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Two screens really are better than one

Monitors now come very cheaply, and almost every desktop computer (and all laptops) can run multiple monitors out of the box.

Yet business owners are still reticent to supply their staff with a second monitor. Like the transition from dial-up to broadband, or from black-and-white to color television, anyone who has spent time working with two screens never wants to go back.

Users may claim they love to use dual screen arrangements, but does it actually make a difference to productivity? The answer is a resounding yes. Surveys and research across all forms of computer usage show adding a monitor to your setup add a significant productivity boost. According to Jon Peddie Research, you’ll see a boost of 20 to 30 percent.

That’s a stunning number, and given the current state of LCD monitor prices, it’s a result that can be achieved for less than $200 per user. It could be the easiest productivity win you will ever make.

So why is it so effective? It doesn’t seem too inefficient to flip between applications using the ALT-TAB program switcher. But this need to switch becomes an interruption in the flow of work. Each switch between Word and Outlook, or each switch between Firefox and Excel, is a genuine interrupt that creates a need for the user to refocus on the new active window. Maybe in the days before email and web browsing, we would remain focused on a word processor or spreadsheet for extended periods of time. But now the workplace is a constant series of interruptions, so task switching is a constant requirement.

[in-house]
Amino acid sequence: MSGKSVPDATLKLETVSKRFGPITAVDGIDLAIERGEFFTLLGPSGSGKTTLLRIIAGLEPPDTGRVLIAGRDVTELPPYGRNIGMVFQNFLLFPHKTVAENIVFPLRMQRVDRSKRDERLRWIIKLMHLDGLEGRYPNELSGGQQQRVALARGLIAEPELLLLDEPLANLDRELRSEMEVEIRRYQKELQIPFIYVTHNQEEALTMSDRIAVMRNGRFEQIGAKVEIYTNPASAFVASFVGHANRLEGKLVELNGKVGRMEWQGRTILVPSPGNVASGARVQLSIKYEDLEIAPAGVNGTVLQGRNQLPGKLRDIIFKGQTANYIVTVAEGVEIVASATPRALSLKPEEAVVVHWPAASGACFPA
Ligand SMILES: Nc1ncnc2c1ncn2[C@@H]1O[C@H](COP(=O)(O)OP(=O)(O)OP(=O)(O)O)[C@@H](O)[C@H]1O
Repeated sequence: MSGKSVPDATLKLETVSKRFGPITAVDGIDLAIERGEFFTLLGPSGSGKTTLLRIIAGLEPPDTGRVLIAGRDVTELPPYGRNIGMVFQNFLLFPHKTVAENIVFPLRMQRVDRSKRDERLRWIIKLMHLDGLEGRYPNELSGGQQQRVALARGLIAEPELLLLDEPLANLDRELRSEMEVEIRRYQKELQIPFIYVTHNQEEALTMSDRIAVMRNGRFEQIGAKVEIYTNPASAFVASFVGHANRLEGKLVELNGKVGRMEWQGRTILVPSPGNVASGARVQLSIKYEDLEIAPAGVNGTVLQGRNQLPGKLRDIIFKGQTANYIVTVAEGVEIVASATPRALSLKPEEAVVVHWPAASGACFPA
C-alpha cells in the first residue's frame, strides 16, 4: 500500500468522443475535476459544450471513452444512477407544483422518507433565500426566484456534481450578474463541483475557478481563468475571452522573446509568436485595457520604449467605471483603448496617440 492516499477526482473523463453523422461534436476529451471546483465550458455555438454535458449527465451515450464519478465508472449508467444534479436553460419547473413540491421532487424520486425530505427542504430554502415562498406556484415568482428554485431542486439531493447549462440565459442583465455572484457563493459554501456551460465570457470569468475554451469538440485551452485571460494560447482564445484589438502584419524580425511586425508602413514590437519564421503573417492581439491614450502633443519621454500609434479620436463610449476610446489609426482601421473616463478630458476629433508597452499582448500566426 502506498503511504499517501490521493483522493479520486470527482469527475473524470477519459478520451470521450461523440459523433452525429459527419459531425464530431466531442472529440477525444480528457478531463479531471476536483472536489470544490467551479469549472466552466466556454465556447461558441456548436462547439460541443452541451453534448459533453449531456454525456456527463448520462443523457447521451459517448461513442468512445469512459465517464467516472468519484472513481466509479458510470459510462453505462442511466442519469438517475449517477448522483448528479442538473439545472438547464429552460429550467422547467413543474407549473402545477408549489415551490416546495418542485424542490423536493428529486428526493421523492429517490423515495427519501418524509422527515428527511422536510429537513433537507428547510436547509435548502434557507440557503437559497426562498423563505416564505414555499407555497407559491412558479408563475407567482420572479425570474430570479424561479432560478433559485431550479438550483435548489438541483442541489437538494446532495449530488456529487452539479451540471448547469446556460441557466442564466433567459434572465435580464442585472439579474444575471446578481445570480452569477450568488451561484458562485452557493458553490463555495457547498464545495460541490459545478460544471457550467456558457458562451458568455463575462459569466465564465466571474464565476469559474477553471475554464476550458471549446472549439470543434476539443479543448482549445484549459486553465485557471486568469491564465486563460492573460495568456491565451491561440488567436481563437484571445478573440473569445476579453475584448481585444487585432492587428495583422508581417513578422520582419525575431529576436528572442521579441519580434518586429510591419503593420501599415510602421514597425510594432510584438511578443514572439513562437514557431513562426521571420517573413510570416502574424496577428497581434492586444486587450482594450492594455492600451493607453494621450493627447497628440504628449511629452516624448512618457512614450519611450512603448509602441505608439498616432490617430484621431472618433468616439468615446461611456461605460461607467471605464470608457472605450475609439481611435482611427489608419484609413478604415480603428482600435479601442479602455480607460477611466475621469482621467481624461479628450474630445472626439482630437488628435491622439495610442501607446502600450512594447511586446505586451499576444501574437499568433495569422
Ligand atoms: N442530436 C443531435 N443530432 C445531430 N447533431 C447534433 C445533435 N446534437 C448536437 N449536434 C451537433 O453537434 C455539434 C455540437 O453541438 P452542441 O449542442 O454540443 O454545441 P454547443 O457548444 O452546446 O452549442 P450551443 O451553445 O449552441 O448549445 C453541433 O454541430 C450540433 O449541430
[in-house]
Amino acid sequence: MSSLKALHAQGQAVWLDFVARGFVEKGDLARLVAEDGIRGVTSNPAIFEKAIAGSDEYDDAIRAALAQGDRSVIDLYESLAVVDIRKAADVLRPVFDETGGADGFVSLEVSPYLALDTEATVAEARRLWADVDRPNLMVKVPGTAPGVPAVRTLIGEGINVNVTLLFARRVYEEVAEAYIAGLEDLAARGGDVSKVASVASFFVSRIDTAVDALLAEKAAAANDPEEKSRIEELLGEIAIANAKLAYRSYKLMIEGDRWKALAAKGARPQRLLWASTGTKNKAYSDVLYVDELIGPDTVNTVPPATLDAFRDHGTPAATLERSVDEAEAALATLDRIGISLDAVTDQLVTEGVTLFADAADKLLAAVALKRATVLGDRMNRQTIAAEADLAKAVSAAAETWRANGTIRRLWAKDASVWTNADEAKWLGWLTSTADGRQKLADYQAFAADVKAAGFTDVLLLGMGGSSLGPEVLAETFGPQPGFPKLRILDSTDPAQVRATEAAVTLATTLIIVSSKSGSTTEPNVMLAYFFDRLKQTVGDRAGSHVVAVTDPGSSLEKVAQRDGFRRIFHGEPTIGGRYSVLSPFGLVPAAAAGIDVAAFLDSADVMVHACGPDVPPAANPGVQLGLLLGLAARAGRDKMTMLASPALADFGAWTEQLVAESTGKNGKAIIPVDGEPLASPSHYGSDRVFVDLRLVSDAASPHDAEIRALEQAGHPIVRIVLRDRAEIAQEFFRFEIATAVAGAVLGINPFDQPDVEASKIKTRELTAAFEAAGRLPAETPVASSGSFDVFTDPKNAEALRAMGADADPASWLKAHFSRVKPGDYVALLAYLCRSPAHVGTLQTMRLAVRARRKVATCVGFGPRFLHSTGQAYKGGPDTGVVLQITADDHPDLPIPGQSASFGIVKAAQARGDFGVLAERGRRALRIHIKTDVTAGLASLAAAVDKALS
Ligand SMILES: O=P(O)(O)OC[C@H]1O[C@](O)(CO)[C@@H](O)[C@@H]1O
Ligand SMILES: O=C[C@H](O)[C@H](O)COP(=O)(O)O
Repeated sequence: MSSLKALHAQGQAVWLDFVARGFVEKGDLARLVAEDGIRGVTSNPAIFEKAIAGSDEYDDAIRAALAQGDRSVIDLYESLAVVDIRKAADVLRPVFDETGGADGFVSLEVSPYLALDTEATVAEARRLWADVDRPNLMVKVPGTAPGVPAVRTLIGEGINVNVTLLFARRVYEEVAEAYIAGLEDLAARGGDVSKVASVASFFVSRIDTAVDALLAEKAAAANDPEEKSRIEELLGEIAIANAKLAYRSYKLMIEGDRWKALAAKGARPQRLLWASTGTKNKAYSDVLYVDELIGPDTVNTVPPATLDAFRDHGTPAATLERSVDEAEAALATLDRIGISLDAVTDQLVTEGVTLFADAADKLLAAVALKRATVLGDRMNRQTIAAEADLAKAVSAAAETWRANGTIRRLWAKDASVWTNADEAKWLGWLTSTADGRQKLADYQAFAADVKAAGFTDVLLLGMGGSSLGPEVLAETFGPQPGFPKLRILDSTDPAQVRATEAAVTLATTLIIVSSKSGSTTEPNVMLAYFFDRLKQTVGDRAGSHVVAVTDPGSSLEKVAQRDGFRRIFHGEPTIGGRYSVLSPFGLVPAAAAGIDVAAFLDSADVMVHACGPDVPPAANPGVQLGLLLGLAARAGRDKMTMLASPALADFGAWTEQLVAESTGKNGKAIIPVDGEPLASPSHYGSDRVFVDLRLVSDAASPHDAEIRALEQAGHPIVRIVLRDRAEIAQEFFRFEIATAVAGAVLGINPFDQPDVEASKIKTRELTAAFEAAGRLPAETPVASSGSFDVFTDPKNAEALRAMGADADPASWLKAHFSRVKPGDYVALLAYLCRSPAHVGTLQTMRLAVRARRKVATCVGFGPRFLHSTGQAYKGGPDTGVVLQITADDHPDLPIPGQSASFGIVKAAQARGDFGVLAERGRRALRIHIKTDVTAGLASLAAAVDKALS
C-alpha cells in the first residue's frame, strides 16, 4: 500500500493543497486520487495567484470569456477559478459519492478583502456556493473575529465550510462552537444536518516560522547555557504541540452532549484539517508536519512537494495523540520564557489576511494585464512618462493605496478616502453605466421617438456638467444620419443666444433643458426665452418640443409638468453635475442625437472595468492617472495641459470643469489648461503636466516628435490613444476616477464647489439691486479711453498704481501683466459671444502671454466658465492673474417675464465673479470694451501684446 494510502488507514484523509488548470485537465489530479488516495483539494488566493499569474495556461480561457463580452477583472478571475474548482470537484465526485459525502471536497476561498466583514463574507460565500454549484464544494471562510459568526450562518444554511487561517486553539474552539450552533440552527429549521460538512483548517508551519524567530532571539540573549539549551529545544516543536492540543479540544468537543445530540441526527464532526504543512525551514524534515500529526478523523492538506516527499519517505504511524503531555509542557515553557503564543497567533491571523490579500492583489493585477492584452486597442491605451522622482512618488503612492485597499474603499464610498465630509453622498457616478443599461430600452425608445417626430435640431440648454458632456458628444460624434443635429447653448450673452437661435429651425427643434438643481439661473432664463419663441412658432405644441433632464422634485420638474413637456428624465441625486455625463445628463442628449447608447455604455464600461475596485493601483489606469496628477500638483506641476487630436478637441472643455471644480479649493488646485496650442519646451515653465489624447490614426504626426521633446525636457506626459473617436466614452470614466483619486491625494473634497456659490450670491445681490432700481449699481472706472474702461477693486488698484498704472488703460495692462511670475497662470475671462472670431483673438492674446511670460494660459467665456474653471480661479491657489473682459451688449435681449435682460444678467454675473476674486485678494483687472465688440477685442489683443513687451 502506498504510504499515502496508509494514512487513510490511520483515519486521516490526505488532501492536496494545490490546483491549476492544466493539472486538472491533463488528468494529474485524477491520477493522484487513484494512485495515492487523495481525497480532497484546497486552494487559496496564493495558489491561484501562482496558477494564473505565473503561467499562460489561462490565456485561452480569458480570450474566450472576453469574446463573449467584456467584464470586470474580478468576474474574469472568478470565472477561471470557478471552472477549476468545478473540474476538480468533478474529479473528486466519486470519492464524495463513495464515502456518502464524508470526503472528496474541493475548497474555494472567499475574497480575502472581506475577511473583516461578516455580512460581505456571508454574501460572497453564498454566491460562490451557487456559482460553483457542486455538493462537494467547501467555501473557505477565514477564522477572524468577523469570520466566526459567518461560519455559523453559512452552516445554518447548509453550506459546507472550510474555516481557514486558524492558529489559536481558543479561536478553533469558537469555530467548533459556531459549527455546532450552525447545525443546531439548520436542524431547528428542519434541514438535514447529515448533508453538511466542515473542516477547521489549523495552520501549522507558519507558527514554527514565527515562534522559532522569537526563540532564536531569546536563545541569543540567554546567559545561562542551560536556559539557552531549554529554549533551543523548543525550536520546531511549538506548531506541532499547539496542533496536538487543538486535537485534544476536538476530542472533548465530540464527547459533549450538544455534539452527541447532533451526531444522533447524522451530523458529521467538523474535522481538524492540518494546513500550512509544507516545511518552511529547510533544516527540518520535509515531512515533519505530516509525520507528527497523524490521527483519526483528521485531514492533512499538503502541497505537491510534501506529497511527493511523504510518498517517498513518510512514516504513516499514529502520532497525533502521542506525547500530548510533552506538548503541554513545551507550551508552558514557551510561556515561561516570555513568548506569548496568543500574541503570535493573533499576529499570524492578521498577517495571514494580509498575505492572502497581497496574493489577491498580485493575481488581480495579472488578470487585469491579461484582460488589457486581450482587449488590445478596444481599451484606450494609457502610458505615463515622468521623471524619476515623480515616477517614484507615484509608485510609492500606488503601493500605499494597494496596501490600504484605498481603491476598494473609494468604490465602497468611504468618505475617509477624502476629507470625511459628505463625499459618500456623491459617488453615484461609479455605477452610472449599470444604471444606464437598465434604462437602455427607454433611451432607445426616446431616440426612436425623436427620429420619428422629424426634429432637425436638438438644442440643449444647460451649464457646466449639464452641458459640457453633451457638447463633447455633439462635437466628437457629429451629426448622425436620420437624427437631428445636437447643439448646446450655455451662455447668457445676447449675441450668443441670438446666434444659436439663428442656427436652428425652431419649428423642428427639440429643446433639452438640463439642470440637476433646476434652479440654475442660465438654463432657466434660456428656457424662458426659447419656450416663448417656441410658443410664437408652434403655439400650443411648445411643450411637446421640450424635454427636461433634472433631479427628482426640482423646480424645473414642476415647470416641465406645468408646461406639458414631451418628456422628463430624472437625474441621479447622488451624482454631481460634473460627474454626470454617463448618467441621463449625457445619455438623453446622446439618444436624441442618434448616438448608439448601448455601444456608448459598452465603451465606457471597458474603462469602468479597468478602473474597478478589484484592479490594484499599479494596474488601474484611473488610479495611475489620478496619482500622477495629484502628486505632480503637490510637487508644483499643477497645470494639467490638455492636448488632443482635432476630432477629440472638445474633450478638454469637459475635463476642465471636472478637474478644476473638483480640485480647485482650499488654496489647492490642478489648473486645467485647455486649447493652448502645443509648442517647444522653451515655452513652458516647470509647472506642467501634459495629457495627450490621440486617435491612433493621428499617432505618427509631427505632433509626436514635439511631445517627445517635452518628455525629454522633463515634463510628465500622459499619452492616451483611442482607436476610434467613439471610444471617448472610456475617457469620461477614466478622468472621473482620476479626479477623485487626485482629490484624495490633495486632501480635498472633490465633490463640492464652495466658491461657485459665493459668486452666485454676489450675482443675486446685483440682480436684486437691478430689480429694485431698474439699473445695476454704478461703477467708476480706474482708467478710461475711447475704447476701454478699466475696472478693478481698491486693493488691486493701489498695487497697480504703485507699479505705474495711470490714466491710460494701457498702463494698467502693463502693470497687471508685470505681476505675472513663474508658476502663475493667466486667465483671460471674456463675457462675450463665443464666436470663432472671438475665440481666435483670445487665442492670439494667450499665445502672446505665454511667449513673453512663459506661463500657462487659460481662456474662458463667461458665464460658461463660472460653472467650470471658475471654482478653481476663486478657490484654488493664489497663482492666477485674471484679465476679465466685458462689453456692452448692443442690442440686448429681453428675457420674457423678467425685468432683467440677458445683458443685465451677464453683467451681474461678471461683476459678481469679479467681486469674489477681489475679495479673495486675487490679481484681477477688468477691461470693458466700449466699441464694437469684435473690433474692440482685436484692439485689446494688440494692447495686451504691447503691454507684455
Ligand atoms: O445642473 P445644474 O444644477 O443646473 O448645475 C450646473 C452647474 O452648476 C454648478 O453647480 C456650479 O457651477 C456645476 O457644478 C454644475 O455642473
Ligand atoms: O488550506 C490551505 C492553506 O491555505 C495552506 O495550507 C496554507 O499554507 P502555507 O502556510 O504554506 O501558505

On multiple monitors, a central task screen can be the focus of attention for document work, while the second monitor (which does not even need to be the same size) can play home to the user’s email and web browsers, or some other combination of screens that requires regular attention. When new mail arrives, just a moment’s glance tells the user if they need to give the message real attention or whether they can stay focused on their current task.

This may seem like a trivial difference in time-saving to someone who has yet to enjoy the experience. But when you spend your day switching tasks potentially hundreds of times, the difference between a split second with two screens and what may at best be ten seconds is the difference between remaining in a genuine mental flow of your primary task and losing an hour by a thousand cuts.

Checking support for multiple screens is quite simple. If a desktop is a recent computer, you can check for extra ports. If there is a second port next to where the current screen is plugged in, you can easily add a second screen. A short stubby D-shaped port means you want VGA support. If it is a wider port with three rows of square holes, you want DVI. On a laptop, if your system lets you output to another monitor, you can use this not just to mirror your desktop (like when giving presentations) but to extend your desktop.

No more excuses. For basic capital investment, your team can instantly become much more productive. And they’ll thank you for changing their lives. How often can you win praise for getting your team to get more work done? Seamus Byrne is is a technology journalist and the founder, director of creative, and host of Byteside.

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